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Why are underride collisions usually catastrophic?

On Behalf of | May 29, 2024 | Motor Vehicle Accidents

Truck drivers are crucial to the U.S. economy. They transport, among many other resources, the food and products that Americans need to survive.

Unfortunately, while sharing the road with these big rigs is essential, it can also be deadly.

What is an underride collision?

Underride collisions occur when a smaller vehicle, such as a car, crashes into a much larger vehicle, typically a semi-truck, and goes underneath it. There are two main types of underride collisions:

  • Rear underride collisions happen when a car crashes into the back of a truck or trailer. Regulations require trucks to have rear underride guards designed to prevent vehicles from sliding underneath; yet many do not meet the highest safety standards set forth by the Insurance Institute of Highway Safety. Therefore, these collisions can still result in catastrophic outcomes, especially if guards fail or the impact exceeds a guard’s design strength.
  • Side underride collisions occur when a car crashes into the side of a truck or trailer, often at intersections or when trucks make turns. Side underride guards are not as universally required or implemented as rear guards, making side impact risks especially common and especially hazardous.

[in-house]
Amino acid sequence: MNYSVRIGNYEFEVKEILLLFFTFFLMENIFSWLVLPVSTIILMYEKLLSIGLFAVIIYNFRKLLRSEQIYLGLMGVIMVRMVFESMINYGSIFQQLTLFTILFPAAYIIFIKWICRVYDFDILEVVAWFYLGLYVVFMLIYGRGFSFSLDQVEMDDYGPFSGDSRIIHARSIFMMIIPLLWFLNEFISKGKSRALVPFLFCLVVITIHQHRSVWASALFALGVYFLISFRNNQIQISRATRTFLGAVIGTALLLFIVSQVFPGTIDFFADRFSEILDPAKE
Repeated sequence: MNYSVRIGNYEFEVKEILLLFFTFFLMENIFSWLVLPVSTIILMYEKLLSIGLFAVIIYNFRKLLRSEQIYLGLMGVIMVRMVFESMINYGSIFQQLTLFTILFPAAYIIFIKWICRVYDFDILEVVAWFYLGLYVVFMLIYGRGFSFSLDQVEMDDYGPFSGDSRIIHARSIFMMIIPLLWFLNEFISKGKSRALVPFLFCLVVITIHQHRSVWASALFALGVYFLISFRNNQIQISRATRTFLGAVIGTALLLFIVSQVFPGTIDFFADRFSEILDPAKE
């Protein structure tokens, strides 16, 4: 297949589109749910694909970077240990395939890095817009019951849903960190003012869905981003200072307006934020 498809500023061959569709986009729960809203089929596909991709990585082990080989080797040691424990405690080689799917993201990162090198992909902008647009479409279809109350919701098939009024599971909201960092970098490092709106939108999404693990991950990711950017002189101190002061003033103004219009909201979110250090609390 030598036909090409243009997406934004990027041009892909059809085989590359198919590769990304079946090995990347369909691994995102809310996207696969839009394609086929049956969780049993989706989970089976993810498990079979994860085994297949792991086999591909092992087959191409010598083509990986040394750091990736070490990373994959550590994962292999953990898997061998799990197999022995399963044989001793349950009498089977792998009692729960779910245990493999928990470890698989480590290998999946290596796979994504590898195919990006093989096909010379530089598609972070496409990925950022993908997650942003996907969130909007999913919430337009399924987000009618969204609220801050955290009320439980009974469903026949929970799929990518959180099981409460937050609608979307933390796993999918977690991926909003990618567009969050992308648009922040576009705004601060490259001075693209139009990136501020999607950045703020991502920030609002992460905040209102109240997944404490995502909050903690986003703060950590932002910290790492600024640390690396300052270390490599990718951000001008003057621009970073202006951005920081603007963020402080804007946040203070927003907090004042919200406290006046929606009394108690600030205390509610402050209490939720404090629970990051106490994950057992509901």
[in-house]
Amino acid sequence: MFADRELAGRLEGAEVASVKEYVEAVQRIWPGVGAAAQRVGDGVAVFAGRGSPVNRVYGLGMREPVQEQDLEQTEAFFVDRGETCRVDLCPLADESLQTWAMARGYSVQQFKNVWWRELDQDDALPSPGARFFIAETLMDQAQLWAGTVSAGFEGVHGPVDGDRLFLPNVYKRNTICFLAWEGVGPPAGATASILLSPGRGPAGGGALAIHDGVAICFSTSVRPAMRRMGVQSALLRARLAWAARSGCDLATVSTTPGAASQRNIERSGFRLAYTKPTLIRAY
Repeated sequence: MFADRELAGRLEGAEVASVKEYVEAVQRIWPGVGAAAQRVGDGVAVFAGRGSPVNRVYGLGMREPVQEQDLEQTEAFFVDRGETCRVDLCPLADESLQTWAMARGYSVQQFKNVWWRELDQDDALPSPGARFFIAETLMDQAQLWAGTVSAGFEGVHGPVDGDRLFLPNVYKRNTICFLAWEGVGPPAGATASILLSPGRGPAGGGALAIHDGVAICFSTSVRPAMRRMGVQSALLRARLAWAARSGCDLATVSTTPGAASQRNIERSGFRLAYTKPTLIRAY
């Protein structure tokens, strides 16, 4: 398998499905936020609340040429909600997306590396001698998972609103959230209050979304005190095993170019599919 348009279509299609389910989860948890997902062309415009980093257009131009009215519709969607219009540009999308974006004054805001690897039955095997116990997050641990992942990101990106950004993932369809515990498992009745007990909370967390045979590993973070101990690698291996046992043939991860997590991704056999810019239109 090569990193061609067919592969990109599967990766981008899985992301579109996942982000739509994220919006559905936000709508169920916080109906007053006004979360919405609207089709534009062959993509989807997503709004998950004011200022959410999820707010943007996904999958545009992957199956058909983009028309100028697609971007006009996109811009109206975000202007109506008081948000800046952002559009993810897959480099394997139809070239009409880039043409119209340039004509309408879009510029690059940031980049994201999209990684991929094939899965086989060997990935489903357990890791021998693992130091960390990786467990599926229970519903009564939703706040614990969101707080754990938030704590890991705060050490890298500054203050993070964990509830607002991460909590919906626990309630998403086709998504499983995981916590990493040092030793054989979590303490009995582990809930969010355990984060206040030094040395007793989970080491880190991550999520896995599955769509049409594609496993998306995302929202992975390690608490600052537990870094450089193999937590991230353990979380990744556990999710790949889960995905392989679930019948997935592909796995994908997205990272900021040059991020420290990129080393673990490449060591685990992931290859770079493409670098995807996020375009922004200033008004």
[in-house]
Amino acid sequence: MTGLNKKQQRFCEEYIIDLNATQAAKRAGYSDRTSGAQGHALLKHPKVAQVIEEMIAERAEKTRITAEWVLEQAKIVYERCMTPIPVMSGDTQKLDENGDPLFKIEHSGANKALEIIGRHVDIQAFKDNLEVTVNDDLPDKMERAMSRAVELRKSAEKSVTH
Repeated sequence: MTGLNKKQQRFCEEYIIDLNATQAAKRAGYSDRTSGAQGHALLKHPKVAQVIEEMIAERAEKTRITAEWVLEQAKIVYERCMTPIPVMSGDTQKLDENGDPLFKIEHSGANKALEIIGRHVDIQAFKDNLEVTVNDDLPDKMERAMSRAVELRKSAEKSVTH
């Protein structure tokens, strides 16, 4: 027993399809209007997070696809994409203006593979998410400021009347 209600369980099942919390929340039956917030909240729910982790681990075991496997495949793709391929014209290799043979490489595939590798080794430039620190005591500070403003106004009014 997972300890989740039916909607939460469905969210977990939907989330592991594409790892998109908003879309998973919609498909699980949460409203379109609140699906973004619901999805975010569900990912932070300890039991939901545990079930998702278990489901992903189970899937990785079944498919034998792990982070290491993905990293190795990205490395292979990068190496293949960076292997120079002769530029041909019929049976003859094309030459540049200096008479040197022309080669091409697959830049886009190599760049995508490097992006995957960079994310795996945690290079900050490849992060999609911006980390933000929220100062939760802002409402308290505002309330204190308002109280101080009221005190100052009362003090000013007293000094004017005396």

Underride collisions are among the most catastrophic types of crashes that occur because semi-trucks are significantly higher off the ground than the hoods of most cars. In an underride collision, the top or front of the passenger vehicle can be sheared off upon impact. This direct intrusion into the passenger compartment often results in head and neck injuries, which are more likely to be fatal compared to other types of collisions.

The aftermath of an underride collision also poses unique challenges. Oftentimes, the extensive damage to a car can make it difficult to access and extricate the victims quickly. The delays in providing medical attention can exacerbate the severity of the injuries sustained by the occupants. It is perhaps unsurprising, therefore, that families who have lost loved ones have protested against the U.S. Department of Transportation, stating that enough hasn’t been done to prevent underride collisions.

Seeking financial compensation via a lawsuit can never replace the loss of someone who has died in a catastrophic accident. However, it can cover final expenses and ensure financial security for family members grieving for what they’ve lost.